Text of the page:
David Brooks recently had a fantastic op-ed piece in The New York Times entitled “The Moral Bucket List“. It’s an amazingly well-written and insightful treatise on living a meaningful life, especially coming from a conservative political pundit.
(I kid. I kid. Sort of.)
The article spoke to me on a few different levels. As an educator working in an institution that has a 100% college matriculation rate upon graduation, with a similarly impressive tuition price tag, I watch as my students seek to “make their mark” in the world. The emphasis is on achievement, productivity, success, with the benchmarks and measures for those goals all too often focusing on the tangible: the scholarship, the elected position, the GPA, the college acceptance.
Let me be clear that I’m not criticizing my institution, specifically; our institutions are reflections of society. We live in a world that values the outward measures of success – the salary, the houses, the vacations – and living in Dallas, I witness that on a grand scale.
I want my students, and my children, to strive for more than a fat paycheck and flush 401(k) (not that there’s anything wrong with those); I want my students, and my children, to strive, to seek, to find and not to yield on the journey towards self-actualization, and goodness, and morality.
But more significantly, this article spoke to my journey, lifelong but particularly since 2010, to become the best me.
I have written before how I knew, even as I was in excruciating pain, and shock, and sorrow, over the burning ruins of my charmed and cherished life, that this was it. This was God, or the Universe, or Buddha, or whatever the best term is for that divine influence that I believe in, bitch slapping me across the face. This was my chance, my opportunity, for the best kind of self-growth. I could either rise like a phoenix, bloom like a lotus, or I could wallow in the shit that lay in the wake of 2010.
Their lives often follow a pattern of defeat, recognition, redemption. They have moments of pain and suffering. But they turn those moments into occasions of radical self-understanding — by keeping a journal or making art. As Paul Tillich put it, suffering introduces you to yourself and reminds you that you are not the person you thought you were.
So I have tried, I mean really tried, to live into the person that I want to be. To fill my moral bucket list. I read (and continue to read) countless books, on everything from coparenting after divorce to how to heal from PTSD to existential philosophy. I completed the Tutu Forgiveness Challenge. I consulted with therapists, mine and my children’s, and followed their advice. I practice self-care, when I can. I turn the other cheek, when I can. I live and let live.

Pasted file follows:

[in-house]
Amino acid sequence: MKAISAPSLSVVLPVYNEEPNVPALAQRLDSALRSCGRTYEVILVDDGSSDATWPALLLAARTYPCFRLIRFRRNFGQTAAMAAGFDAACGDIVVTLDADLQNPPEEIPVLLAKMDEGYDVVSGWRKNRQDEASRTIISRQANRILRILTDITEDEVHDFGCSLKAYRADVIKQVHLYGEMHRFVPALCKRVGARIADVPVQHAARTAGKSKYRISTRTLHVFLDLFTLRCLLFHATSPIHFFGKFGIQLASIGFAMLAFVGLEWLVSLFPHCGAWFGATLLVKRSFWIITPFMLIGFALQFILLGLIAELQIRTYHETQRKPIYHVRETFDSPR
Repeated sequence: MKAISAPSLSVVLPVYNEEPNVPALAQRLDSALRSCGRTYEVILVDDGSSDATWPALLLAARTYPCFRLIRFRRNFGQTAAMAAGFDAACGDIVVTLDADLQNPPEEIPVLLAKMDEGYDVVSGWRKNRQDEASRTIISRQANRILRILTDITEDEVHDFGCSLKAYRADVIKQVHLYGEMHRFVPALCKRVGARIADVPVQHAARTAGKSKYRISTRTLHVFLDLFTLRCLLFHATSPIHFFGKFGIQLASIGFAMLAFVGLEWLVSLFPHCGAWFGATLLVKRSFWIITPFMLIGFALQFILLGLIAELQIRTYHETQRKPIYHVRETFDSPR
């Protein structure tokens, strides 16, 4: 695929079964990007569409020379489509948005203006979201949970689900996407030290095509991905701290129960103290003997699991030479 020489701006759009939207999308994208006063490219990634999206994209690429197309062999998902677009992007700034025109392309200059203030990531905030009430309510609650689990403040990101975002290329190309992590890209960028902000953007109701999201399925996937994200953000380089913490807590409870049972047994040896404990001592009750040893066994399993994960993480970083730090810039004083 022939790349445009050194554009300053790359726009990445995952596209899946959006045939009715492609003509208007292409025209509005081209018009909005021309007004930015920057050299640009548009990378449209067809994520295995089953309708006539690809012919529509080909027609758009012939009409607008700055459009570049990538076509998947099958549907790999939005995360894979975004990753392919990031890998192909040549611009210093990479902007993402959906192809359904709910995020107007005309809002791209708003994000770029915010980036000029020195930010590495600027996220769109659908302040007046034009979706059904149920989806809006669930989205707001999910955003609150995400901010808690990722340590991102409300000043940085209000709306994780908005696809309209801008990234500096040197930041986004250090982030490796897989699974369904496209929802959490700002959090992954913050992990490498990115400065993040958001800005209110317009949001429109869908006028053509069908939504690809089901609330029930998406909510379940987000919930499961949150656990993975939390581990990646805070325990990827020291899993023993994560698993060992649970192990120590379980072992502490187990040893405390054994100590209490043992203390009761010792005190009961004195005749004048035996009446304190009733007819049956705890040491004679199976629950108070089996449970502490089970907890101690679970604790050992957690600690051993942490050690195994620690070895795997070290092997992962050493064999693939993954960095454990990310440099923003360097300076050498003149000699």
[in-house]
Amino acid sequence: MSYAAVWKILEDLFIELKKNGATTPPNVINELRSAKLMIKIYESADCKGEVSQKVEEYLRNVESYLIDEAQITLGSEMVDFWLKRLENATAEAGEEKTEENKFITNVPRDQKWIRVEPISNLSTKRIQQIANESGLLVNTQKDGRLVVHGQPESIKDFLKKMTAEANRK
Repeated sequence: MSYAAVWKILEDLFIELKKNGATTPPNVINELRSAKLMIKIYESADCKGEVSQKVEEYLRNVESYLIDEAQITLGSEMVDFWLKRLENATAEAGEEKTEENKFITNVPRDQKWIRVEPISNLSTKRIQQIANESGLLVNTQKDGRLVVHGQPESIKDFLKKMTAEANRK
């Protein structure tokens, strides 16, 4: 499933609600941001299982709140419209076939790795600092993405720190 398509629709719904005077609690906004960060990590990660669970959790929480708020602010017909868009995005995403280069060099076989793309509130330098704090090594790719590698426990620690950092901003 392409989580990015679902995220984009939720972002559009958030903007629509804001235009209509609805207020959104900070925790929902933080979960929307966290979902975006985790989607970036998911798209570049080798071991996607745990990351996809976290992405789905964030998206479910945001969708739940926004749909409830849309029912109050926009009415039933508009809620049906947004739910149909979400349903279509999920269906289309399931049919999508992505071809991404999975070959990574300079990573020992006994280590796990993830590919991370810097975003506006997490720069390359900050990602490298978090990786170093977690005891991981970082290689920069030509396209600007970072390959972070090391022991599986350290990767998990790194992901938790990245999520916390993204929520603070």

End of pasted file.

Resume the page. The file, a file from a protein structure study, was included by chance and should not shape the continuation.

When I can.
I came to the conclusion that wonderful people are made, not born — that the people I admired had achieved an unfakeable inner virtue, built slowly from specific moral and spiritual accomplishments.
Brick by brick, stone by stone, I have tried to cultivate and grow my inner virtue. It is a Sisyphean task, for it seems like every time I do something right, every time I am flexible in the face of rigid hostility, every time I stop short of retaliation, every time I smile and nod when the mean and petty inner voice wants to snarkily retort … some bouncing boulder of injustice or vindictiveness sweeps my legs and sends me rolling down the hill of enlightenment, cursed to begin the upward trek once again.
External success is achieved through competition with others. But character is built during the confrontation with your own weakness.
And even as I gnash my teeth and shake my fist at the sky, wailing “it’s not FAIR! None of this is fair. *I* was the one betrayed. *I* was the one blindsided. *I* never wanted this and I am the one doing the right thing and (xyz, fill in the blank)” I know that, really, it’s beside the point.
I hate it. But it’s true. Because it’s not about what others do to me, it’s about my own choices, my own actions, my own virtue. To believe otherwise not only re-victimizes myself, but misses, what I believe, is the entire purpose of life.
The stumbler doesn’t build her life by being better than others, but by being better than she used to be.
I will never have a fancy car, or vacation home. More than likely, I will never have a fat paycheck or flush 401(k). And honestly? I don’t know if I will ever fill my moral bucket list. I’m trying, but mine seems particularly deep (or it has a hole in the bottom. Or something).
But I’m trying.